The Foreign Investment Risk Review Modernization Act of 2018 (“FIRRMA”) was signed into law on August 13, 2018. The purpose of FIRRMA is to address national security concerns over foreign exploitation of certain investments which were outside of the Committee on Foreign Investment in the United States (“CFIUS”) jurisdiction.
As background information, CFIUS is an interagency committee of the US. Under the existing regulations before FIRRMA, CFIUS has the authority to conduct national security reviews of transactions that could result in a foreign person’s control of a U.S. business. A foreign person can be any foreign national, government, entity, and any entity over which control is exercised or exercisable by a foreign national, foreign government, or foreign entity. The President and CFIUS have the authority to prevent or suspend such controlling investments in the US. Concerning such risks, transaction parties may file a voluntary notice with CFIUS seeking safe harbor clearance for the transaction.
FIRRMA substantially expands the scope of transactions eligible for review by CFIUS, making certain reviews mandatory and introduces new rules for the review process. The main changes to the CFIUS process include:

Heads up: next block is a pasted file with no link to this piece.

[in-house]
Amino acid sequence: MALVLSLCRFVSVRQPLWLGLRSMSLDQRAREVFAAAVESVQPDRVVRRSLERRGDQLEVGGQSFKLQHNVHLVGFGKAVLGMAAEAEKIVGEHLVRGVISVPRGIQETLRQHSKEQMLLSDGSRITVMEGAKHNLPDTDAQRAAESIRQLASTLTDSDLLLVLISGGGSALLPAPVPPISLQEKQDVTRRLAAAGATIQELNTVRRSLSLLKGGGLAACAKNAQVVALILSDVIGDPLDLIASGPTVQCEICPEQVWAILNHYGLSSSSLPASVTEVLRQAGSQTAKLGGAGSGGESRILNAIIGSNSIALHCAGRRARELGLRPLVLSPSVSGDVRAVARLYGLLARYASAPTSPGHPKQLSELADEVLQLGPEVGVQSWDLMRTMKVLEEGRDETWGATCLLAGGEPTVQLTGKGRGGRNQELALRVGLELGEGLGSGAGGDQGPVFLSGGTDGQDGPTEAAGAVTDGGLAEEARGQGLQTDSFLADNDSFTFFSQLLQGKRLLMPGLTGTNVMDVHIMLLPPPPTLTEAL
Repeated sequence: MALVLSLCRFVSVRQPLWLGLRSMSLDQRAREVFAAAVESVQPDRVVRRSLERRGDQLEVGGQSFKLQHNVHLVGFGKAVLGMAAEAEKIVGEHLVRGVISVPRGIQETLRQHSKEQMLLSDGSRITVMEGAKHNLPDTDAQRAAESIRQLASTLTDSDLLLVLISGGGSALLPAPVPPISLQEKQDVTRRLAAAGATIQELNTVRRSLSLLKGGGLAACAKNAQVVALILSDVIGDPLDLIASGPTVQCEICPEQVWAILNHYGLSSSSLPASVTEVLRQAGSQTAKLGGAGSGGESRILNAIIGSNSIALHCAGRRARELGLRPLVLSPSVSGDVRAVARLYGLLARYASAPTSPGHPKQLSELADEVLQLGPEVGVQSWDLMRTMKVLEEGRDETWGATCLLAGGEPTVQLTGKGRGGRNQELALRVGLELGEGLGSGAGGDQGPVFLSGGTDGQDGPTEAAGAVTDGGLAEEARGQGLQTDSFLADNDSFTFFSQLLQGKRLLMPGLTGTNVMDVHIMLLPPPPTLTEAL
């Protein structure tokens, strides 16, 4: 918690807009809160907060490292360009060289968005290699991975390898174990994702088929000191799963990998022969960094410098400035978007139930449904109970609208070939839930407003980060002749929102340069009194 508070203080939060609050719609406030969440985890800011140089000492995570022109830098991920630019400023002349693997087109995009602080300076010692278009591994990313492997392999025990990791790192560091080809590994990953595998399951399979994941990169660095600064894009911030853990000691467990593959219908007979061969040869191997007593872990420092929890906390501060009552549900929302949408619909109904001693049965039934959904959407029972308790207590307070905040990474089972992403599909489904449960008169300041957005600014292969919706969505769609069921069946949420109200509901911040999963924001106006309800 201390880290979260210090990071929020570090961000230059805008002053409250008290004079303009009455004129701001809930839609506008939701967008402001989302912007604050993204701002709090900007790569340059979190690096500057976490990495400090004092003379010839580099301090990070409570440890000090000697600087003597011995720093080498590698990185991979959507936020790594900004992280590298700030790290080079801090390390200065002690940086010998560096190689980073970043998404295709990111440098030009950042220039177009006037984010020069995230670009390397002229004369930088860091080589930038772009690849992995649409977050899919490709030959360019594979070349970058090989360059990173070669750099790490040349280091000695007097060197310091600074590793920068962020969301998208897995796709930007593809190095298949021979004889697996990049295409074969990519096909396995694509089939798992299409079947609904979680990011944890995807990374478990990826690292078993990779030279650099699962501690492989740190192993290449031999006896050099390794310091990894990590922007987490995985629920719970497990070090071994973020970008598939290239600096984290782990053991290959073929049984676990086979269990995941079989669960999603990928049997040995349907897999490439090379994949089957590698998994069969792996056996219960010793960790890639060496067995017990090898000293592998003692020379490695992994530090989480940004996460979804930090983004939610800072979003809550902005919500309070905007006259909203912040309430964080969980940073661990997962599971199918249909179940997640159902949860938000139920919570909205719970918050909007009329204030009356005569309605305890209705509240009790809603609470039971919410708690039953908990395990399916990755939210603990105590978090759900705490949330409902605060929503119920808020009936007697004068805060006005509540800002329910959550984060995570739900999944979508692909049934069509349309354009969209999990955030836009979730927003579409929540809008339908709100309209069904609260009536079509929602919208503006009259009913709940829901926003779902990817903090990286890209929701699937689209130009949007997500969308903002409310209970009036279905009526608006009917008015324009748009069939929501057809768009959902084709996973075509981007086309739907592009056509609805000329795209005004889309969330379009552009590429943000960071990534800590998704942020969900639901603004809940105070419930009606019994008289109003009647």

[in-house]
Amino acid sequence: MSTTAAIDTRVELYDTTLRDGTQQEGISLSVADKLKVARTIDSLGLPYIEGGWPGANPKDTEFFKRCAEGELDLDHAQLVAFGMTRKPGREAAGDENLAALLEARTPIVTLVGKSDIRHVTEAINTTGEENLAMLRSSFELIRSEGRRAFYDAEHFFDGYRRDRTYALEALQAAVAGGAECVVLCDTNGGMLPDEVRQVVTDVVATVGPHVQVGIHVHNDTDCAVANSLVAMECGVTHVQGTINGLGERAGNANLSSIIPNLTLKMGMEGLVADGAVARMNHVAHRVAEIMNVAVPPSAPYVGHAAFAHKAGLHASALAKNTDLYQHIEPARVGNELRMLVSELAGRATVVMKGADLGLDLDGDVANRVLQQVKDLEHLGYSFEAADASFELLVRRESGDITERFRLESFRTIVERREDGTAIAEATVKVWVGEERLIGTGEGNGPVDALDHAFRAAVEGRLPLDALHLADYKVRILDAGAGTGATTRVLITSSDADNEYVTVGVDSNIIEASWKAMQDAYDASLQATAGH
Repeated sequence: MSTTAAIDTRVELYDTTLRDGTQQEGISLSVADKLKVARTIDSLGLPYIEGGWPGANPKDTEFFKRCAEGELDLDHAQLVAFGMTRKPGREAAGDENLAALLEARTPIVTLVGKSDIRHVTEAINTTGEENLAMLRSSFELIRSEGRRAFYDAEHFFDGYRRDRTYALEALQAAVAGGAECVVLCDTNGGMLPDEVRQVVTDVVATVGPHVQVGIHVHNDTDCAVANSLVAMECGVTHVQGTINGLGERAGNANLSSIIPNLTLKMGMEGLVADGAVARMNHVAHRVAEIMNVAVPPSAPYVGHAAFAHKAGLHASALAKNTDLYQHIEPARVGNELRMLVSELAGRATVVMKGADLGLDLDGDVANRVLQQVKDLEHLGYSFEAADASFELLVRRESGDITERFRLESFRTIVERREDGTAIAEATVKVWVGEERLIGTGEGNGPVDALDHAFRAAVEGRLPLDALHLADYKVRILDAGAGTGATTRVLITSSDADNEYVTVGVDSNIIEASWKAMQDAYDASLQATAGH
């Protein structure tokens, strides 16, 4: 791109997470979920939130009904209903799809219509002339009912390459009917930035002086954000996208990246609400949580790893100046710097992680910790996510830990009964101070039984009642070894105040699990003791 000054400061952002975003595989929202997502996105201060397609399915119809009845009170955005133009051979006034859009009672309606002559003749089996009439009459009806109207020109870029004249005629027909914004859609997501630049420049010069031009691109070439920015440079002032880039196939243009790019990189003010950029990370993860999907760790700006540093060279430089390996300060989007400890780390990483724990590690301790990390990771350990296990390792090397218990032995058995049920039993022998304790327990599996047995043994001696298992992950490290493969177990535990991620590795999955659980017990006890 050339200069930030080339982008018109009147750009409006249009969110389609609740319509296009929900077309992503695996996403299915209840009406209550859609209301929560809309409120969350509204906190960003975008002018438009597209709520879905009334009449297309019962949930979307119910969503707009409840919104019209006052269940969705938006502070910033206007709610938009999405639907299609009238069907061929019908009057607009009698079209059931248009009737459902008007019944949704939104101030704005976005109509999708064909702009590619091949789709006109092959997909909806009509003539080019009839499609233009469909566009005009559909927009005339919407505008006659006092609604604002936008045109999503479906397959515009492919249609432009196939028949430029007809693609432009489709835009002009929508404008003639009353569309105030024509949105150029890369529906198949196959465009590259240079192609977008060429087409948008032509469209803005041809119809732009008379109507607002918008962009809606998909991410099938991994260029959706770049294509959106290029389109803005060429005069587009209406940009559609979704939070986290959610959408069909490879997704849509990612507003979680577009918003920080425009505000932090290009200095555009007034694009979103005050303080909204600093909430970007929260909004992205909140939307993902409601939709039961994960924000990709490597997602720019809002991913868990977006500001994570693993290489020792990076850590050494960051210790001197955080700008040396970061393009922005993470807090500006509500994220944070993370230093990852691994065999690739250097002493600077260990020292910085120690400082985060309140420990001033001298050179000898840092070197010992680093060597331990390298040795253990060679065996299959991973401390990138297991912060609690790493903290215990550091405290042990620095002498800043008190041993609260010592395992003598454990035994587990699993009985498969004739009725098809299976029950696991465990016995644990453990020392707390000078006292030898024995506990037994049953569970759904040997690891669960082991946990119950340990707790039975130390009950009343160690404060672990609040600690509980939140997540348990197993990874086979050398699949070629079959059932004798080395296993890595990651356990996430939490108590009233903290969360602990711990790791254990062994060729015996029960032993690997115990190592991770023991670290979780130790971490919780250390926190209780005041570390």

- Authority over non-control investments in businesses involved in critical technologies, critical infrastructure, or sensitive personal data, as well as authority over real estate transactions implicating national security.
- Certain administrative changes such as longer review timing, authorization of filing fees (lesser of 1% of transaction value or $300,000), and declaration process which is initiated through a declaration with basic information regarding the transaction that would not generally exceed five pages in length instead of a written notice for certain foreign investments.
- Provision of a process for judicial review of CFIUS actions and decisions.
- Clarification that in investment funds, limited partners may qualify as passive investors provided that certain conditions are met.
The provisions regarding the expanded scope of covered transactions and the declaration process will go into effect on the earlier of the date that is 18 months after the date of the enactment of FIRRMA and the date that is 30 days after CFIUS publishes a determination in the Federal Register that the regulations, organizational structure, personnel, and other resources necessary to administer the new provisions are in place.
Also, CFIUS conducts a pilot program under FIRRMA that expands CFIUS’ jurisdiction to cover certain foreign investments in critical technologies and subjects certain industry sectors to coverage under the pilot program. The pilot program became effective on November 10, 2018.
In line with the foregoing, understanding the expanded role of CFIUS and advance structuring will be imperative for certain cross-border transactions.